Is The Latest Climate Report Too Much Of A Downer? One researcher who participated in the latest U.N. report on climate change says the final product is simply too depressing. Others say the somber tone is justified — but that humans can also adapt.
NPR logo

Is The Latest Climate Report Too Much Of A Downer?

  • Download
  • <iframe src="" width="100%" height="290" frameborder="0" scrolling="no" title="NPR embedded audio player">
  • Transcript
Is The Latest Climate Report Too Much Of A Downer?

Is The Latest Climate Report Too Much Of A Downer?

  • Download
  • <iframe src="" width="100%" height="290" frameborder="0" scrolling="no" title="NPR embedded audio player">
  • Transcript


From NPR News, this is ALL THINGS CONSIDERED. I'm Robert Siegel in Washington.


And I'm Melissa Block in Dallas.

An international panel of scientists is predicting a long list of dire consequences of climate change over the next century - spreading disease, coastal floods, suffering crops. And they say it's too late to stop at least some warming. This is the consensus of hundreds of scientists. But one of them refused to put his name on the final summary. He felt it was too much doom and gloom, and he said it failed to account for human innovation. NPR's Geoff Brumfiel reports on the disagreement over the report's message.

GEOFF BRUMFIEL, BYLINE: The latest report from the Intergovernmental Panel on Climate Change is a grim accounting of our future on a warmer planet. Heat-related diseases are likely to rise. Crops will be harder to grow. Disputes over dwindling resources, like fresh water, might even lead to war. To climate economist Richard Tol, the report sounds pretty depressing.

RICHARD TOL: It's risk, risk, risk, risk, risk, risk, risk. And climate change is dangerous and we're all going to die and we're all going to starve.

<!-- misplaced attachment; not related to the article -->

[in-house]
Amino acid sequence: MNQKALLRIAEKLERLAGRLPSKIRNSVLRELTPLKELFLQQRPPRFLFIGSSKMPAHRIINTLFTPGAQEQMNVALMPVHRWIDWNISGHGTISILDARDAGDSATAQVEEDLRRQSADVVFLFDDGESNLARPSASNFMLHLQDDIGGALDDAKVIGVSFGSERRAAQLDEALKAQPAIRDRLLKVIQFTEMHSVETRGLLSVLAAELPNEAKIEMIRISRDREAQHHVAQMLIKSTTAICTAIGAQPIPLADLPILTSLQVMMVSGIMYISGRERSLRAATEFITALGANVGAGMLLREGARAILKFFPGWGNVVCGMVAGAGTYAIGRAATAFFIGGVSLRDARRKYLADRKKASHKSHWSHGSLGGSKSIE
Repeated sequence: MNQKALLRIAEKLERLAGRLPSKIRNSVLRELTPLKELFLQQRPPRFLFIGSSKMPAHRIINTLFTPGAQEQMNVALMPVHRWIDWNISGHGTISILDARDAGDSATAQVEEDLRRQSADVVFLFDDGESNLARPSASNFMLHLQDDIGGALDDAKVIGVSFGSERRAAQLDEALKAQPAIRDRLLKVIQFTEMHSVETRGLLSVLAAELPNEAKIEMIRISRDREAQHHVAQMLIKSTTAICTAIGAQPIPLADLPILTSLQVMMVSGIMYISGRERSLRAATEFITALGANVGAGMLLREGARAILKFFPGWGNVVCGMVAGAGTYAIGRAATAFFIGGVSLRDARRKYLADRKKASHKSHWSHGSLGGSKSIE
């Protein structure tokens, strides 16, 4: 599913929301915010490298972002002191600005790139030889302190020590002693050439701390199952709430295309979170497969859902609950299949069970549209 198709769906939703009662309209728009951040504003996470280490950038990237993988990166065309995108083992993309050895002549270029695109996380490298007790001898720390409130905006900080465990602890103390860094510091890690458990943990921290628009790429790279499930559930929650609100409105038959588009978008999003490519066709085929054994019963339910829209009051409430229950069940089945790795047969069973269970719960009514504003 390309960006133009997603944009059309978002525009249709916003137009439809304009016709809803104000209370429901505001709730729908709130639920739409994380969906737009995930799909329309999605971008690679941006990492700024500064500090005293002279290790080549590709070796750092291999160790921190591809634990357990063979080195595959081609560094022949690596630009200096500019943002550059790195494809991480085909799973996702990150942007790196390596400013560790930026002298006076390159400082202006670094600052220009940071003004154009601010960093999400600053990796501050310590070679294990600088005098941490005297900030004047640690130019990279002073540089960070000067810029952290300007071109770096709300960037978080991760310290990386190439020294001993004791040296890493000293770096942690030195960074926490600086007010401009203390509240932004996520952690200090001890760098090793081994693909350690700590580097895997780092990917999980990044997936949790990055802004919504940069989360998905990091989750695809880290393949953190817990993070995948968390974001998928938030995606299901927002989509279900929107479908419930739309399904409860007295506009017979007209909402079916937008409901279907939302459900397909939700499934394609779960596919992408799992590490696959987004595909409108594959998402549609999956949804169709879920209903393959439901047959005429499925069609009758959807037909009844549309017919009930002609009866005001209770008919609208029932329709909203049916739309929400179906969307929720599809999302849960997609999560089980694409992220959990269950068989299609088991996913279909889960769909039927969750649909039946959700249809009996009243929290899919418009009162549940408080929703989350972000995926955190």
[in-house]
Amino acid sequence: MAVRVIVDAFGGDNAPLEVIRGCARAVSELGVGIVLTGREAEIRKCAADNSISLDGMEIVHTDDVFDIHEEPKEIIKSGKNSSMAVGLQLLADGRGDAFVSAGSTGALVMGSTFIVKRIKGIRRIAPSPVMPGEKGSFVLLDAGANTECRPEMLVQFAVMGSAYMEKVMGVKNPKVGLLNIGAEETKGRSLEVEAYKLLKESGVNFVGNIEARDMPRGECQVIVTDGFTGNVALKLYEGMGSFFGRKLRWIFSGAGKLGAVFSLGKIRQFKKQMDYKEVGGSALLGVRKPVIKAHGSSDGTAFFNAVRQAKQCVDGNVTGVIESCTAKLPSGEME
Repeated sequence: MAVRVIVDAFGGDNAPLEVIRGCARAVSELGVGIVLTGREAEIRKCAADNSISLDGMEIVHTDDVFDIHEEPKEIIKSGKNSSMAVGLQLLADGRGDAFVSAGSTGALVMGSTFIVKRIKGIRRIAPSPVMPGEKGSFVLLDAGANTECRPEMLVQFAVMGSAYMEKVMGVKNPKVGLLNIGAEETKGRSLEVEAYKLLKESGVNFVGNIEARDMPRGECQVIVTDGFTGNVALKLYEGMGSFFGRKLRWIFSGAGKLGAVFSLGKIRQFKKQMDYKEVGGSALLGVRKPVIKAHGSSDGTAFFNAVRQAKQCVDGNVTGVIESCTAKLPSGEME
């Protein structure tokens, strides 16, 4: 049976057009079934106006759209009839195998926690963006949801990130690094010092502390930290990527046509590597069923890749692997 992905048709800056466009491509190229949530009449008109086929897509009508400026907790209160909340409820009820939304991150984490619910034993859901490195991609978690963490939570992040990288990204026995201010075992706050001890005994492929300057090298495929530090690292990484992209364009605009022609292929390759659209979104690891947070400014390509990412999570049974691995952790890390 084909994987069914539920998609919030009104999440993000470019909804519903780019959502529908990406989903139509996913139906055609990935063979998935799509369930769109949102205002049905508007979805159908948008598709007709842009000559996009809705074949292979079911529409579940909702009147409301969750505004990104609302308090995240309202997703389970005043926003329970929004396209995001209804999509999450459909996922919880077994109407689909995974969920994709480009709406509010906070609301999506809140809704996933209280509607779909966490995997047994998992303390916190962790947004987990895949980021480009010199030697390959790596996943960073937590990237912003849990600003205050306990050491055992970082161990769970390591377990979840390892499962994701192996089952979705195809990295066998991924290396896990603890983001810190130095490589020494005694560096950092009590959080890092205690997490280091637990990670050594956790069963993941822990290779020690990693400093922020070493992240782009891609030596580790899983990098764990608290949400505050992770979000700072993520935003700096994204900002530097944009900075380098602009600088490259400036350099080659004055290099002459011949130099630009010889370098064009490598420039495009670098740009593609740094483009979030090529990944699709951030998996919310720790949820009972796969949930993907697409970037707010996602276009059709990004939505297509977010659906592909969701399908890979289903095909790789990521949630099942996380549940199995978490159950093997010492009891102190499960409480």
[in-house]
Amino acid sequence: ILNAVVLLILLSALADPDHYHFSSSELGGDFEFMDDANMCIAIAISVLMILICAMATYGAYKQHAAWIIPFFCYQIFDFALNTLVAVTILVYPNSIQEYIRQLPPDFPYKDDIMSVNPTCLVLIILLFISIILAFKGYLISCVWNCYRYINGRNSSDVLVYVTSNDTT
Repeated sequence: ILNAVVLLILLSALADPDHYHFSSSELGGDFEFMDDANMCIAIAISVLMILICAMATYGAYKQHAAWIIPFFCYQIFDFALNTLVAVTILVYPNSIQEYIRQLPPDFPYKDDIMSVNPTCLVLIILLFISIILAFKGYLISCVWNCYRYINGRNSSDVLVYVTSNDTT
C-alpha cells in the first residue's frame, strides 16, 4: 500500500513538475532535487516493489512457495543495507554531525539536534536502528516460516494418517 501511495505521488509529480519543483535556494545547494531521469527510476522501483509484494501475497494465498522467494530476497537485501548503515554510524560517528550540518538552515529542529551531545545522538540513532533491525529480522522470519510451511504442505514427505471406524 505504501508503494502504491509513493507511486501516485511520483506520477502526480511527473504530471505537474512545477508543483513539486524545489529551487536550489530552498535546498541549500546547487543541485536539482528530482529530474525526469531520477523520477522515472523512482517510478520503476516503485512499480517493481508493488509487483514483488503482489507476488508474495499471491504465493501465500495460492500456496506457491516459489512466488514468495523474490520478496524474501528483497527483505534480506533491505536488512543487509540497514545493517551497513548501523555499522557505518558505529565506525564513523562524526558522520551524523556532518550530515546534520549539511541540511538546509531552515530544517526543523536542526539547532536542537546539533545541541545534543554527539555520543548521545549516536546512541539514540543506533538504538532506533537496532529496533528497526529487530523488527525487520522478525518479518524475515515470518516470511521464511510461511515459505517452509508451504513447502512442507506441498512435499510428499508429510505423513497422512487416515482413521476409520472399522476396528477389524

BRUMFIEL: Tol is at the University of Sussex in the U.K. and helped to write the new report. He co-authored a chapter on the economic impact. But he took his name off the final summary of the report because he felt it didn't accurately account for human ingenuity. Take, for example, crop yields. The report says climate change will cause them to fall by a few percent per decade. But, Tol says, technological innovation will likely raise crop yields by 10 percent or more.

TOL: So it's not that crop yields are going to fall, but they're going to rise more slowly because of climate change. And then, of course, it doesn't sound as alarming.

BRUMFIEL: Now to be clear, Tol still believes in climate change and he still thinks it's a really serious problem. In fact, that's why he's speaking out. He thinks this report will work people up. Just when there needs to be a consensus on how to keep the world from getting even warmer, this report will move believers and deniers further apart.

TOL: I think there is a real risk of this draft further polarizing the climate debate rather than calming things down and moving us forward.

CHRIS FIELD: Richard's a great guy. I love him. But he's not in the center of the scientific community.

BRUMFIEL: That's Chris Field, who co-chaired the entire report. He says Tol is just one of over 300 lead authors.

FIELD: I don't ask them to all agree. What I ask them is to work together in a way that tells the world community what the position of the scientific community on this issue is.

BRUMFIEL: Field thinks the report appropriately cautions about some very real risks. But he does acknowledge that predicting exactly what will happen is difficult because people aren't like melting glaciers. They don't just sit there, they adapt.

FIELD: People have a tendency of changing what they do when they realize they have a problem. That's the core essence of adaptation.

BRUMFIEL: A big part of this new report is encouraging people to respond. It's clear that the temperature will rise by at least four degrees Fahrenheit this century. Field thinks improved transportation infrastructure, better disaster response and healthcare could all help lessen the impact. But he also thinks too much faith in technology is itself risky.

FIELD: One of the things that can create vulnerability is actually hubris, thinking that you're protected or that you're too rich or you're too smart to need protection.

BRUMFIEL: In the end, these two researchers are arguing about wording, not facts. Both agree that climate change is happening, that humans aren't helpless, that we can adapt, and that unless we make changes to avoid even more warming, things will get a lot worse. Geoff Brumfiel, NPR News.

Copyright © 2014 NPR. All rights reserved. Visit our website terms of use and permissions pages at for further information.

NPR transcripts are created on a rush deadline by Verb8tm, Inc., an NPR contractor, and produced using a proprietary transcription process developed with NPR. This text may not be in its final form and may be updated or revised in the future. Accuracy and availability may vary. The authoritative record of NPR’s programming is the audio record.